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Murphy was right – life is frustrating

(Editor’s Note: Cal Bryant is on vacation this week. The following is from his column archive, first appearing in print on Aug. 22, 2002.)

We’ve all heard Murphy’s simple theory concerning life – &uot;if anything can go wrong, it will.&uot;

Some say that Murphy was an optimist, but all I really know about him is that Air Force Captain Edward A. Murphy accidentally stumbled upon his now-famous line while working on a special project at Edwards Air Force Base in 1949.

However, Murphy isn’t alone when it comes to the proverbial wheels falling off life’s bandwagon. Personally, I can come-up with a few hateful little morsels that make our lives here on Earth so frustrating. Here’s a sampling:

If you’re running late, you’ll get stuck behind the slowest vehicle.

If you’re in the shortest checkout line, there’s a 100 percent chance of a lengthy wait due to a price check.

Keeping on the same theme as the previous line, once reaching the cashier, chances are great that they will either, (a) have to change the register tape; (b) run out of change and have to wait for the girl in the office to get off the phone – no doubt discussing how she plans to fix her hair and do her nails for an upcoming date – to bring those dreaded coin rollers to the cashier; or, in the worse case scenario, (c) all of the above.

You can be operating the only car approaching an intersection and the traffic light will turn red.

If you arrive early for work to impress the boss, make plans to stay late because he/she will load you down with added chores.

Just about the time you break in a good shirt, you’ll be forced to use it as a Chamois to dry your car.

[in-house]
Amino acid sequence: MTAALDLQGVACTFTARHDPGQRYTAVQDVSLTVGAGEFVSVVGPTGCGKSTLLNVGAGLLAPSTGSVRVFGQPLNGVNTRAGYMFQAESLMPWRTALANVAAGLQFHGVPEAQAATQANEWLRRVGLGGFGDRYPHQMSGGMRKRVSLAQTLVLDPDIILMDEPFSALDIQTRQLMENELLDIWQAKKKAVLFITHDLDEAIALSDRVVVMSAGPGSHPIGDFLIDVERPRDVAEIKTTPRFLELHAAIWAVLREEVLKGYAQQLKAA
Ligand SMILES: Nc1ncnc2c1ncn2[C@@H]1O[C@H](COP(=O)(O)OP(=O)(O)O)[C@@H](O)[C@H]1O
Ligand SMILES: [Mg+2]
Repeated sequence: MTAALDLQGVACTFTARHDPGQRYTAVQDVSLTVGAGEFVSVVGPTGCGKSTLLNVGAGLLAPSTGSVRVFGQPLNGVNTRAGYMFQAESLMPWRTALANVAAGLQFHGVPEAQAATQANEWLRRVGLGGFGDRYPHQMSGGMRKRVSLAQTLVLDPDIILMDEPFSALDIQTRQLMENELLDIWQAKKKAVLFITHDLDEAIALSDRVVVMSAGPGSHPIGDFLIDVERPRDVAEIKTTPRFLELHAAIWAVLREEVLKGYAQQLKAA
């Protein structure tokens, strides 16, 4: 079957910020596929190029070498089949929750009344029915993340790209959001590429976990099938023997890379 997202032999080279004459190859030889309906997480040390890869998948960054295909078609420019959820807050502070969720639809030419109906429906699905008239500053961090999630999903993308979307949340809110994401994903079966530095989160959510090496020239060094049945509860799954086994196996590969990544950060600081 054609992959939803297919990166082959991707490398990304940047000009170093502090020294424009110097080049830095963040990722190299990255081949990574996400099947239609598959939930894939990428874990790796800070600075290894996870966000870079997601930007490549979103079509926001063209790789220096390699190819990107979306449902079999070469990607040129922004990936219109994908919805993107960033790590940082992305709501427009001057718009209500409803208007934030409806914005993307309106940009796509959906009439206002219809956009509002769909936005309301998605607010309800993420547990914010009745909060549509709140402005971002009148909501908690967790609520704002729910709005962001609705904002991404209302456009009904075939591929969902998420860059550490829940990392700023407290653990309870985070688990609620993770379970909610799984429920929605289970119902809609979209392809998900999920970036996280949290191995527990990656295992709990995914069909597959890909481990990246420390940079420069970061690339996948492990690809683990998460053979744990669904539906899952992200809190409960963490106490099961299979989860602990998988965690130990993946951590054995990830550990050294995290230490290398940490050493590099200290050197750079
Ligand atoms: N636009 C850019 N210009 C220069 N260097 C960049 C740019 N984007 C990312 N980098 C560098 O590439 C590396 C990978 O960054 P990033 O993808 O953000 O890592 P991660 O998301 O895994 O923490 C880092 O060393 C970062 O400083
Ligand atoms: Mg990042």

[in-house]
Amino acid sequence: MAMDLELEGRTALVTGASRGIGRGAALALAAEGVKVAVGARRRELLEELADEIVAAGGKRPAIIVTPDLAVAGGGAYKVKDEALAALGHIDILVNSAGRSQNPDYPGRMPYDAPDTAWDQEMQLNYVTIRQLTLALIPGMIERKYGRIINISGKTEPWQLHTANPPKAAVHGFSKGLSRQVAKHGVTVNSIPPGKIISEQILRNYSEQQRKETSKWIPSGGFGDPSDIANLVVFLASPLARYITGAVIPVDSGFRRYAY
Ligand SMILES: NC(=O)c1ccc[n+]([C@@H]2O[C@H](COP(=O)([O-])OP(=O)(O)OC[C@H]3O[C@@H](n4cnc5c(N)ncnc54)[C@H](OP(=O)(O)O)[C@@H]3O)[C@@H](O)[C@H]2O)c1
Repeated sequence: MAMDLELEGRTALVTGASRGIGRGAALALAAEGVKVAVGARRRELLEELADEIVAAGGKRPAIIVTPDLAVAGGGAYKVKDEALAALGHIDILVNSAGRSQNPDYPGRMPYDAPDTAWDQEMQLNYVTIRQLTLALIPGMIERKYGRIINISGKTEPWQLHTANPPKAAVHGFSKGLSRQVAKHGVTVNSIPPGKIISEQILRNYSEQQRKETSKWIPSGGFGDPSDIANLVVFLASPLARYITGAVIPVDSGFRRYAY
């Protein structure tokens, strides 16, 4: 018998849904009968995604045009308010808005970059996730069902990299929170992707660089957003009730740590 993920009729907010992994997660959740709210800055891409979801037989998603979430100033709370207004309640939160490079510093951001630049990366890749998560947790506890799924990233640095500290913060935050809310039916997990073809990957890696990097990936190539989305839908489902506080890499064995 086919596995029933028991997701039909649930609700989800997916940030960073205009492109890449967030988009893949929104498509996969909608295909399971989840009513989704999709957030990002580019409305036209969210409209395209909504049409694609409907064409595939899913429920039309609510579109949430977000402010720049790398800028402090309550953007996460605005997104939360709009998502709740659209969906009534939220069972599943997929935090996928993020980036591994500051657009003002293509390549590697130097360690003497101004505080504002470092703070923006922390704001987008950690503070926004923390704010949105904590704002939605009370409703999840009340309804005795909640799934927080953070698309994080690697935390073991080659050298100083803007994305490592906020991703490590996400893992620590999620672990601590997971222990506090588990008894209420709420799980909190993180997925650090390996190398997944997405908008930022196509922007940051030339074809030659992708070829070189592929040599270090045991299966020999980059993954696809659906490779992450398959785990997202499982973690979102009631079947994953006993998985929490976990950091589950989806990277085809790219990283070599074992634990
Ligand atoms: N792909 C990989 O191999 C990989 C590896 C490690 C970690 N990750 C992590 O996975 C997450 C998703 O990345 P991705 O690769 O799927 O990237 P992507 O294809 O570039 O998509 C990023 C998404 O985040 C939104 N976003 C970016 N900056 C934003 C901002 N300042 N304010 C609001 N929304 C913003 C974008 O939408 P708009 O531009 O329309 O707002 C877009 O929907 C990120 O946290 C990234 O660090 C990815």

The day you leave home dressed in shorts and a T-shirt, the weather will turn ugly. Ditto for leaving home dressed in long sleeves and pants as the weather will turn sunny and hot.

As you sit down for a long-awaited meal, either the phone will ring or someone will knock at your door.

The phone in your home also rings during two other occasions – either when you’ve just locked your door on the way out or while you’re fumbling for your keys in an attempt to gain entry.

A toothache always arrives just in time for the weekend, when the dentist office is closed.

Your car radio will lose the signal of the station you’re listening to just about the time the guitar solo kicks in on your favorite song.

That little squeak coming from your car carries a big price tag to repair.

As you race back to the video store to return a movie by the 9 p.m. deadline, you learn they closed at 8:59.

You have all six numbers right on the $100 million Lotto jackpot only to learn 99 others have the identical set of numbers.

Those are just a few of my favorites, but there are others who take Murphy’s Law to a whole new level. They are as follows:

The Unspeakable Law – As soon as you mention something – if it’s good, it goes away; if it’s bad, it happens.

Nonreciprocal Laws of Expectations – Negative expectations yield negative results. Positive expectations yield negative results.

Howe’s Law – Every man has a scheme that will not work.

Zymurgy’s First Law of Evolving Systems Dynamics – Once you open a can of worms, the only way to recan them is to use a larger can.

Etorre’s Observation – The other line always moves faster.

The Law of Selective Gravity – An object will fall so as to do the most damage.

An Alternative Law to Selective Gravity – The chance of the bread falling with the buttered side down is directly proportional to the cost of the carpet.

Maier’s Law – If the facts do not conform to the theory, they must be disposed of.

Boren’s First Law – When in doubt, mumble.

The Golden Rule of Arts and Sciences – Whoever has the gold makes the rules.

Barth’s Distinction – There are two types of people – those who divide people into two groups and those who don’t.

Segal’s Law – A man with one watch will always know what time it is. A man with two watches is never sure.

The Ninety-Ninety Rule of Project Schedules – The first 90 percent of a task will take 90 percent of the time to complete. The last 10 percent will take the other 90 percent.

Hoare’s Law of Large Problems – Inside every large problem is a small problem trying to get out.

I’ll close out this column with my all-time favorite. What always follows two days of rain? Monday, of course.